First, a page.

The method of treatment for stage III lesions varies, therefore it is difficult to determine normal healing times for repair of stage III lesions. In most cases, we can assume that the treatment for stage III lesion will be similar to stage II but the operative time and healing time will take a bit longer than that of a stage II lesion. Many cases will require a period of non-weight bearing in a hard cast below the knee.
Stage IV - Arthroscopic debridement with subchondral drilling and possible revision of the injured talus with a bone graft.
Stage IV lesions may respond to arthroscopic techniques but typically require open revision with curettage or OAT's grafting. Most lateral dome fractures can be reached with arthroscopic techniques since they tend to occur in the anterior lateral aspect of the ankle. Medial dome lesions, on the other hand, tend to occur in the posterior aspect of the ankle and are difficult to access with arthroscopy. To access the medial aspect of the ankle, the tibia often has to be broken and retracted to visualize the medial dome lesion.
The location of the transchondral fracture is important when determining the type of graft to be used in a stage III-IV lesion. Autogenous grafts taken from the knee can only be used in areas that are flat. Flat grafts are appropriate for the central dome, but most transchondral fractures of the talus occur on the shoulders of the talus. Since the shoulders are round, a rounded graft is needed to contour to the shape of the talus.
The following images show a trans-tibial approach for a stage 4 medial talar dome lesion with a free osteochondral graft taken from the great toe joint. Medial talar dome lesions are typically found in the central to posterior aspect of the talar dome and are therefore often inaccessible to arthroscopic procedures and techniques. Therefore, an osteotomy must be placed through the tibial to access the ankle. Image 1 shows access to the ankle through the tibia and site preparation of the talar dome. Due to hardening of the talar dome, a new fresh bone bed is stimulated by drilling the bone and placing synthetic bone dowels in the dome of the talus. Image 2 shows the graft donor site (under the text) and osteochondral graft ready for placement. Image three shows the graft in position and held in place by two small 1.5mm screws. Post-operative management for this case includes 6 weeks in a hard cast followed by 4 weeks in a walking cast.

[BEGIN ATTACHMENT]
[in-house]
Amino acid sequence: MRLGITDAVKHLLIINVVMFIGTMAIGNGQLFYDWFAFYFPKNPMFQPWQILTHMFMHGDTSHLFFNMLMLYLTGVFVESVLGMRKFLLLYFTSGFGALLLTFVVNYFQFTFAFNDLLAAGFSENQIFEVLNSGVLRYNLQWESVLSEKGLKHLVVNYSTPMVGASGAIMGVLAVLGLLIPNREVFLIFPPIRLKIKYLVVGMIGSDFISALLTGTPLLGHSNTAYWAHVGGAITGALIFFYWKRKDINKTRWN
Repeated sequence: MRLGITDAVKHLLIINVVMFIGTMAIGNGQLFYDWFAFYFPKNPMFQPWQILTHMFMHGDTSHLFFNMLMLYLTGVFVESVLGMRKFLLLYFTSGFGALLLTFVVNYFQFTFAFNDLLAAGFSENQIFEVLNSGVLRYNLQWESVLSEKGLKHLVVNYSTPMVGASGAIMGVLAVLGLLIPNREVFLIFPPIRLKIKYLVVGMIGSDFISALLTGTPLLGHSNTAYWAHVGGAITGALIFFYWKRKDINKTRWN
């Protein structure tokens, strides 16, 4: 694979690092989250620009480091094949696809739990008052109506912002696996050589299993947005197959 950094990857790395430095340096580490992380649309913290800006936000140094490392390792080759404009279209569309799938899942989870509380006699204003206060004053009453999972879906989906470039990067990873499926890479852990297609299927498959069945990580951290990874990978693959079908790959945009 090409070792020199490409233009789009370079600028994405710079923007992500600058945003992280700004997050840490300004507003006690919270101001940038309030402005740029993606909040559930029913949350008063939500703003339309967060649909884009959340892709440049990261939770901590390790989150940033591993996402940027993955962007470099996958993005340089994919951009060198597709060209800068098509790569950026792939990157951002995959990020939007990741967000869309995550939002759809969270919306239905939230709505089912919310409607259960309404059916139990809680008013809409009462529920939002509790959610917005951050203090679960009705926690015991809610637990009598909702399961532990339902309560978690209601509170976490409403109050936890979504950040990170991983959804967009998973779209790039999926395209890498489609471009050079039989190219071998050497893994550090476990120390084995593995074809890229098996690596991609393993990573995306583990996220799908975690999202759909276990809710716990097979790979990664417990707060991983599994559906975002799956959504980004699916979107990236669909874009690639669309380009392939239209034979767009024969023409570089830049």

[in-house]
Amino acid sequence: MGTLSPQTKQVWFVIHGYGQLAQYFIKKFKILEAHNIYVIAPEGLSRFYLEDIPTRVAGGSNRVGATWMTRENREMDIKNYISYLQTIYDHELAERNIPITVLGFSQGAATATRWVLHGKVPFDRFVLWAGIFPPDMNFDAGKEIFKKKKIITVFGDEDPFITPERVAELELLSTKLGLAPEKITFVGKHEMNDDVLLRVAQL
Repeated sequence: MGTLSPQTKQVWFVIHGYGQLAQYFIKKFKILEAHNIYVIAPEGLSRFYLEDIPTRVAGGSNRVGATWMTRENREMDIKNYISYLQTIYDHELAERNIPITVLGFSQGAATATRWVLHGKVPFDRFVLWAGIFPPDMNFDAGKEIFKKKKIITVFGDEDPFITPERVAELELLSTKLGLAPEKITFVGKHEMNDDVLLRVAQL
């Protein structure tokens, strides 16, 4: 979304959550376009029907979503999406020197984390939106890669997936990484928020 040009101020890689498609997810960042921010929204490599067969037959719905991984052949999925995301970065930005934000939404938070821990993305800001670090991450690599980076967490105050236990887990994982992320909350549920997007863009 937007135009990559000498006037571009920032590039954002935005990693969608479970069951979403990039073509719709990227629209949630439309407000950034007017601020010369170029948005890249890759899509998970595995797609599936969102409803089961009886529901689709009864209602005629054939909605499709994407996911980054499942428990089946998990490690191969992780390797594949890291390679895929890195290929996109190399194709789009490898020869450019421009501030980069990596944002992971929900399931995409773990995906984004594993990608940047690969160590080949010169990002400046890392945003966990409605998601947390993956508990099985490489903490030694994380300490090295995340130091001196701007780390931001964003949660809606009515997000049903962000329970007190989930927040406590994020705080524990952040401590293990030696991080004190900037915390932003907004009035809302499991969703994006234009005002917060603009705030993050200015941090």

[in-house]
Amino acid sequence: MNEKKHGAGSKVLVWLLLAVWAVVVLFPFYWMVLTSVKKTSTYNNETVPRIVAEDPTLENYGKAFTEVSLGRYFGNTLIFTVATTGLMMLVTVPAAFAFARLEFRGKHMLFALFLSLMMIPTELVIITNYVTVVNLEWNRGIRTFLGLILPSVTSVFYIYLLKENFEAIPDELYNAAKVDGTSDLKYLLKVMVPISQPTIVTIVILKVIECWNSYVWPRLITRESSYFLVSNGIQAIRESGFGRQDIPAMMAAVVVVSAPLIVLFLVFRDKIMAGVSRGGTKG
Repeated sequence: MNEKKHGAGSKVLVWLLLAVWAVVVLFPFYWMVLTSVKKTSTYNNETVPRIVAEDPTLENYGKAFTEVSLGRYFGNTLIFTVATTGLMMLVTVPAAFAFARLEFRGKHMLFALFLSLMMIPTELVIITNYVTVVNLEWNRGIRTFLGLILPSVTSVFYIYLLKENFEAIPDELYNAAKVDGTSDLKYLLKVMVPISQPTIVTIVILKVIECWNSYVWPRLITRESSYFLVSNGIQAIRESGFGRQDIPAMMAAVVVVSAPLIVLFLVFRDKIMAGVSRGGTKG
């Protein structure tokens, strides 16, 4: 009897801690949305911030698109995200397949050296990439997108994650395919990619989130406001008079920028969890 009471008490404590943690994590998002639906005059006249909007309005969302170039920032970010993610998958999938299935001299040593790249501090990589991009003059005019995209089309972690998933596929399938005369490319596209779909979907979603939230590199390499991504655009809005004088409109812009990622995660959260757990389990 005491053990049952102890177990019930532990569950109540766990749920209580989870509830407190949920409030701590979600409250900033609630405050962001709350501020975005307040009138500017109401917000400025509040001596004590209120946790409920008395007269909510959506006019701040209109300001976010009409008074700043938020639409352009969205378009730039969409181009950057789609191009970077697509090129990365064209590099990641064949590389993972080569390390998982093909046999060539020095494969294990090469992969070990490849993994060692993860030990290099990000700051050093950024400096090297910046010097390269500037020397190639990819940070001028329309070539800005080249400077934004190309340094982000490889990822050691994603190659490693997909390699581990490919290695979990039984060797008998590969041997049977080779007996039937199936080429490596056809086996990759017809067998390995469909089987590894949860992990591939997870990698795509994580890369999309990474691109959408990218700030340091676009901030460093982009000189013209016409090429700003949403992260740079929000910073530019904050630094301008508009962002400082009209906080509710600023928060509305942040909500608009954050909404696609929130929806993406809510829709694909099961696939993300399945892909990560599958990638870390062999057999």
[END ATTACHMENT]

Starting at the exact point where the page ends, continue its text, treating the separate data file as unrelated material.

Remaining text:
Long-term follow-up of talar dome lesions shows that despite the type of treatment, many patients with talar dome transchondral fractures will continue to have ankle pain and swelling over the course of their lives. The prognosis for transchondral fractures depends in part upon the severity of the injury, the age and general health status at the time of injury, and whether the patient is a smoker. Grafting used in stage III and IV lesion is rarely successful in patients who are smokers. Both autogenous and allogenic grafts depend upon the ingrowth of new blood vessels. This process is called angiogenesis. Angiogenesis is significantly inhibited in smokers.
Revascularization of a talar dome fracture can be monitored over time with serial x-rays. The first radiographic indicator of vascular ingrowth in the site of a talar fracture is reactive hyperemia. Reactive hyperemia is aggressive vascular ingrowth that results in loss of bone stock. Loss of bone stock can be visualized as a focal, darkened area at the fracture site. This radiolucency is referred to as Hawkin's sign. Hawkin's sign suggests sufficient vascularity of the fracture to ensure healing of the talar dome.
When to contact your doctor
Post-traumatic ankle pain that fails to respond to conservative care should be evaluated by your podiatrist or orthopedist.
1. Berndt AL, Harty M. Transchondral fractures (osteochondritis dissecans) of the talus. J Bone Joint Surg Am 41: 988-1020, 1959.
2. Hepple S, Winston I, Lew D. Osteochondral lesions of the talus: a revised classification. Foot Ankle Int 20:789-793, 1999.
3. Seil R, Kohn D. Osteochondral lesions of the talus - a rarity? Orthopade 30:1-2, 2001.
4. Schachter AK, Chen AL, Reddy PD, Tejwani NC. Osteochondral lesions of the talus. J Am Acad Orthop Surg 13:152-158, 2005.
5. Barnes CJ, Ferkel RD Arthroscopic debridement and drilling of osteochondral lesions of the talus. Foot Ankle Clin 8:243-257, 2003.
Author(s) and date
This article was written by Myfootshop.com medical director Jeffrey A. Oster, DPM.
Competing Interests - None
Cite this article as: Oster, Jeffrey. Talar Dome Fracture. http://www.myfootshop.com/article/talar-dome-fracture
Most recent article update: November 27, 2018.
Talar Dome Fracture by Myfootshop.com is licensed under a Creative Commons Attribution-NonCommercial 3.0 Unported License.